Question 6 in Maryland: Gay Marriage Proposal Makes Maryland State to Watch

With a 2 to 1 voter registration advantage, Democrats thrive in Maryland. Republicans and independents, who have yet to find a quality national candidate, struggle to produce winnable campaigns. On the other hand, the Democrats' mighty grip on both the State Senate and the State House can thwart grassroots mobilization. For years, the Human Rights Campaign and CASA de Maryland have attempted to push forward legislation that would further same-sex marriage initiatives and offer in-state incentives to the children of undocumented workers. Without insiders’ support, these campaigns could not advance.

In Maryland, we can be the first state to pass the DREAM Act and marriage equality laws into law with a popular vote. However, to win, we have to get out the vote. While we will triumphantly support our President Obama for a second term, this is not a year to sleep in. Despite a sizable voter registration imbalance, Democrats only make up 56% of actual voters in Maryland. What this means is passing these ground-breaking bills is not a guarantee.

In the 2012 Maryland legislative session, we finally moved enough Maryland’s legislators to support the Maryland DREAM Act and marriage equality bills. Some mainstream Democrats stood on the sidelines, while veteran legislators tossed their hat into the ring. We even saw a few Republicans cross the aisle and offer their support for the campaigns.

Although the laws passed legislative muster, enough petition signatures were gathered to challenge both of them. Now on the ballot, both campaigns face critical tests. Referendum votes are traditionally where legislation goes to wilt. They are tough campaigns to win, for they require enormous amounts of money and a large activist base. Moreover, they are focused around a single issue that often draws sharp and divisive lines among voters regardless of party affiliation.

Here are brief descriptions of the ballot votes, where the public support stands now, last minute opposition arguments to them, and how they stand apart from federal trends.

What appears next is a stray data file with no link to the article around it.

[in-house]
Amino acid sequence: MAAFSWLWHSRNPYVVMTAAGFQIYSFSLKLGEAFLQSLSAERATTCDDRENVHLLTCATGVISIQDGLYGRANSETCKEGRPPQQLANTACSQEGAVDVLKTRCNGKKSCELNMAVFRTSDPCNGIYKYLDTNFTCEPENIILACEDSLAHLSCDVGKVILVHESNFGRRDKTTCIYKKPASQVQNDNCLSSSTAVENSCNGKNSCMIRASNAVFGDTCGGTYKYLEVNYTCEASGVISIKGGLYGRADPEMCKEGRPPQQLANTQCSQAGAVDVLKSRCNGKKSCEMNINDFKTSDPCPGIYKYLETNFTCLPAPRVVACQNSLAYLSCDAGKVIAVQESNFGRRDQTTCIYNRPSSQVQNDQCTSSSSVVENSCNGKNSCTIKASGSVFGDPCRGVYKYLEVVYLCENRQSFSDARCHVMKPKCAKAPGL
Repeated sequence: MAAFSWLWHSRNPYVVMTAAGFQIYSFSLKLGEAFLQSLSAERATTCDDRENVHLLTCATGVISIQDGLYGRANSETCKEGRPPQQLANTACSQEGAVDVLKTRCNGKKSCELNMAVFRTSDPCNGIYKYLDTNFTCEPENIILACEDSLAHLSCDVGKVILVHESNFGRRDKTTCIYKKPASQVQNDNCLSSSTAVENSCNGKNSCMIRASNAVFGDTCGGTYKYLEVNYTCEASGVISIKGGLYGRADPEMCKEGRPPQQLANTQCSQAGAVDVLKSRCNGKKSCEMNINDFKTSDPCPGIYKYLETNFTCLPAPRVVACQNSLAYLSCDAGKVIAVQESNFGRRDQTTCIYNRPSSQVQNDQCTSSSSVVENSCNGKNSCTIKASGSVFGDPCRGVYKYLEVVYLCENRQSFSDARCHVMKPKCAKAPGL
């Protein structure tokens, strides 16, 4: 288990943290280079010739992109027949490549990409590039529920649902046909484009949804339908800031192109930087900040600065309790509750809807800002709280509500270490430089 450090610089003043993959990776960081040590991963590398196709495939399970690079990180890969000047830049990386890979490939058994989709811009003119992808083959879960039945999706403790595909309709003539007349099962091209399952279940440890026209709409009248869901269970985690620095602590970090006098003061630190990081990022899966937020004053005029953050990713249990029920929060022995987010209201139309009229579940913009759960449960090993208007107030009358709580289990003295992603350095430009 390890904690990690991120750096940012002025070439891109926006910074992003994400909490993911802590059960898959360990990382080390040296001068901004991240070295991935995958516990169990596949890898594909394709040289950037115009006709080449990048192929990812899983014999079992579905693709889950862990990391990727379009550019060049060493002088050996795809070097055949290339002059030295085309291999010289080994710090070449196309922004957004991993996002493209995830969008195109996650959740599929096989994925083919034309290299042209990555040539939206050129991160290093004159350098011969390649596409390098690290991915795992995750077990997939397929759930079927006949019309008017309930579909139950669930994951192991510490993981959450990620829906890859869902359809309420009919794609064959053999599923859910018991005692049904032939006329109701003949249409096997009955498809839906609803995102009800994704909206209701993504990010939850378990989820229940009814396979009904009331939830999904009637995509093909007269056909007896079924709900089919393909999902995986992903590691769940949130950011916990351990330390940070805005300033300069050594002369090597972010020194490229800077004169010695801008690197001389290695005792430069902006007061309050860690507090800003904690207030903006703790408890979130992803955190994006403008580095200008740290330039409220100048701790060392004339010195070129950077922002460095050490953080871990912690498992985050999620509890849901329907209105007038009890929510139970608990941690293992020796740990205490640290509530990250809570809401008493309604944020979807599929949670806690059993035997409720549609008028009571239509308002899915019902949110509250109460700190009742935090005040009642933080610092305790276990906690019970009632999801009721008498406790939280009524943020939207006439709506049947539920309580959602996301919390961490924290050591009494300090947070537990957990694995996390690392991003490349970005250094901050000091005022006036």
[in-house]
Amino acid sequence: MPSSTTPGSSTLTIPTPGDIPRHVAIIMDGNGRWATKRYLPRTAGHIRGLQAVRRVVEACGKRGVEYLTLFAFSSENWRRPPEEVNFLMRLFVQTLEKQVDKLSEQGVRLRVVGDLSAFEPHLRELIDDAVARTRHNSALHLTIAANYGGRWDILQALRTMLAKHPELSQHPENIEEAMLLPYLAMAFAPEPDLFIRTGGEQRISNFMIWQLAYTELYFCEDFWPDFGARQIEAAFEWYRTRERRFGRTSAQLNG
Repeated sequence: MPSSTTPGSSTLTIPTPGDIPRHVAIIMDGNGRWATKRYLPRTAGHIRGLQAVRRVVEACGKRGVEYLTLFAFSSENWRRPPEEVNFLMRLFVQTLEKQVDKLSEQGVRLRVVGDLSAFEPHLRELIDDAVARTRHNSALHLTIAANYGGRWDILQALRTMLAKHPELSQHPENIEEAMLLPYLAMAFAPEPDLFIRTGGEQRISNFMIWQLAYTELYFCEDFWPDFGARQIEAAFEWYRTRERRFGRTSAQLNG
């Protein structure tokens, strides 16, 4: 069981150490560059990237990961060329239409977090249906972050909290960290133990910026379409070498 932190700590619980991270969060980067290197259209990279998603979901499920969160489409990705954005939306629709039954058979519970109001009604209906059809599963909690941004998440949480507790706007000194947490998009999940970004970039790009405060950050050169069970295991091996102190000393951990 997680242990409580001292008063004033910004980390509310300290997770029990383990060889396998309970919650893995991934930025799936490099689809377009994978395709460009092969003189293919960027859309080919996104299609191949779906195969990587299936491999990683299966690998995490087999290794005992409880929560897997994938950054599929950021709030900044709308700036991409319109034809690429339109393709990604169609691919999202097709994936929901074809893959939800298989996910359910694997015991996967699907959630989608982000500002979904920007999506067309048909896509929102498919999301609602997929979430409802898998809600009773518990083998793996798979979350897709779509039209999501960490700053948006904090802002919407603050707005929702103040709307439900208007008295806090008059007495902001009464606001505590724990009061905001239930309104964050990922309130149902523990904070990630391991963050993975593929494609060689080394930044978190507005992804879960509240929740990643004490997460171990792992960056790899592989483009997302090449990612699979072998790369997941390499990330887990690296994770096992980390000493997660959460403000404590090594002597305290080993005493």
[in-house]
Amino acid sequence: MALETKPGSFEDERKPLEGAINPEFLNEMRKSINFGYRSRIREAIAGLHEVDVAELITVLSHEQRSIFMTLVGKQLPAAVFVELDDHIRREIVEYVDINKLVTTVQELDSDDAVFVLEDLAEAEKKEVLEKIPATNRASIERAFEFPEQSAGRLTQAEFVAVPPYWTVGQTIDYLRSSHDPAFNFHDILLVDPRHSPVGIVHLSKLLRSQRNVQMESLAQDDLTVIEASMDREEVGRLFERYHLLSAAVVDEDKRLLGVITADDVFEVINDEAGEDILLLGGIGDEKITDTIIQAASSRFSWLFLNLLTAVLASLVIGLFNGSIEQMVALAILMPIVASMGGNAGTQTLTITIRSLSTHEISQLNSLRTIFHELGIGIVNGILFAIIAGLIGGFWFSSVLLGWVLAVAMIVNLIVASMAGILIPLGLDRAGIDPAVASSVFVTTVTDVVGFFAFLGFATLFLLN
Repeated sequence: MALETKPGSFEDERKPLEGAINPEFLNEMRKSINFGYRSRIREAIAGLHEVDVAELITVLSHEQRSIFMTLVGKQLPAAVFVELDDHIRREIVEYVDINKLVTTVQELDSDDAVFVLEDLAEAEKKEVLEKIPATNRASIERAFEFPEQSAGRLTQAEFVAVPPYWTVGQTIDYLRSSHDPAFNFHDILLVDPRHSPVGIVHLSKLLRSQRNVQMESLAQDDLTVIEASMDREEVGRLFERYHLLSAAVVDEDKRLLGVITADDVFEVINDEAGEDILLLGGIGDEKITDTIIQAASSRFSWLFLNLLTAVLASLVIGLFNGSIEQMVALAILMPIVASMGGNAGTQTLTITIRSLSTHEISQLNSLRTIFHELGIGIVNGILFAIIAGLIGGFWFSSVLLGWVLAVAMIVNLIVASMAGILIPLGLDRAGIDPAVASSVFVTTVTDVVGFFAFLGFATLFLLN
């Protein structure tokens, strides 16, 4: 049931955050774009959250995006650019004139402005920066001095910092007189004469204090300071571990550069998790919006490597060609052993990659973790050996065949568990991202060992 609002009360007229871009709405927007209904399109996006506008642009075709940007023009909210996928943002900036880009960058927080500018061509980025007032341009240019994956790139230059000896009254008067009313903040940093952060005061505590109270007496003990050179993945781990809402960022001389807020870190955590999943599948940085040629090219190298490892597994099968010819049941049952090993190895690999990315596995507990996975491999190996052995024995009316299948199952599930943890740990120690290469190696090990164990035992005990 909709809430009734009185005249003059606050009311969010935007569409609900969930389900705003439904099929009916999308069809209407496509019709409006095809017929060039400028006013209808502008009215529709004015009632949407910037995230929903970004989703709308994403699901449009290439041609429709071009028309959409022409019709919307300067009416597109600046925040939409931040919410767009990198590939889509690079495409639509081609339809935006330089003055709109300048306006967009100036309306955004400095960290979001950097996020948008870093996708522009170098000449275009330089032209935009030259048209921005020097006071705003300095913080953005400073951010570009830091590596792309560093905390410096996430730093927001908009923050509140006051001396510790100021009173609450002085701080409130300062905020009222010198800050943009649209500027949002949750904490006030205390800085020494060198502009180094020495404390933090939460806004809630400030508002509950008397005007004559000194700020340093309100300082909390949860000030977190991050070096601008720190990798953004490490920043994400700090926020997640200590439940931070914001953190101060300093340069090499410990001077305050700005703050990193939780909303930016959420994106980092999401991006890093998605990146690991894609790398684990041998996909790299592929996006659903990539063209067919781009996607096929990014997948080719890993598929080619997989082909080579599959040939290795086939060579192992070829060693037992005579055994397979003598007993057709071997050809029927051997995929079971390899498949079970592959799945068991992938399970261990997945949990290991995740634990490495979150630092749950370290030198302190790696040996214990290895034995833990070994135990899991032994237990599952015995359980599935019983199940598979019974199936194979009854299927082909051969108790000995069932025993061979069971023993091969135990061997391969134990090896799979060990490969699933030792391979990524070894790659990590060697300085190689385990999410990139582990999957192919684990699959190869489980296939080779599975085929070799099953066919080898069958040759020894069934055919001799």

DREAM ACT (Question 4)

Maryland’s version of national DREAM Act policies, this legislation would give undocumented immigrant students the right to pay in-state tuition at a community college once they’ve completed three years of high school in Maryland. They will also have to show that they or their parents have filed state taxes.

While often painted as a ‘Latino’-specific issue, it is not; rather, it will benefit all immigrant families, regardless of class. In-state students currently pay around $8,000 a year in tuition, while out-of-state students pay around $26,000. It has been proven that creating an affordable environment to attend school increases retention and graduation rates. 59% of Marylanders currently support the legislation, with 35% of voters opposing it.

Opposition callers are telling undecided voters that allowing undocumented students to attend public universities will harm the interests of U.S.-born students.As attorney Mark Shumeli notes in the Baltimore Sun, this argument is baseless because “the law requires undocumented students to take 60 credit hours or graduate from a Maryland community college before transferring to a four-year institution.” Maryland community colleges have open enrollment, so no one will be rejected because of this legislation.

On the federal level, a filibustering Senate prevented the passage of the DREAM Act. This proposed law would have granted permanent residency to  children brought to the United States at a young age. President Obama's administration created the Deferred Action for Childhood Arrivals Initiative, which allows young DREAMers to defer deportation and obtain work permits. While this is the step in the right direction, it is nowhere close to providing children of undocumented workers a pathway to citizenship or an affordable public education

Marriage Equality (Question 6)

Question 6 asks Maryland voters if they support gay and lesbian couples in getting civil marriage licenses. It grants the same legal protections and rights entitled to every heterosexual couple in the United States.

Polls are showing a close race, and the next day will be critical in getting out the vote. A weekend poll from The Baltimore Sun shows 47% of voters in support and 46% of voters opposed. Other polls are showing a 50% supporter base and a 40% opposition. Today, the National Organization for Marriage, an opponent of same-sex marriage, launched a $500,000 robo-call and phone-banking initiative to deter voters from supporting this legislation. With low turnout expected in Maryland, this initiative can sway the vote.

Attack ads and fear-mongering literature are attempting to sway faith voters. Religious freedom is protected in this legislation. Churches and religious officials do not have to marry anyone they do not want to.

A second attack claims that school curricula will be changed to promote homosexuality. This is not true, and this does not make any sense. What will be different is that our children will not grow up in a world where they see homosexual couples treated differently under the law from hetero-sexual couples. Our laws will promote respect and tolerance, and it can only lead to better learning environment and less bullying.

Nationally, President Barack Obama has formally endorsed marriage equality. He has even planted his feet in the Maryland Question 6 ballot initiative, encouraging all Marylanders to vote for it. Voting for President Obama furthers marriage equality efforts, as he is also the president who repealed our military's discriminatory "Don't Ask, Don't Tell"policy.

While Maryland may be a proud Democratic state, it is also a state to watch. What we win here can help spur grassroots efforts to achieve similar ground across the United States. Look out for us on Tuesday night.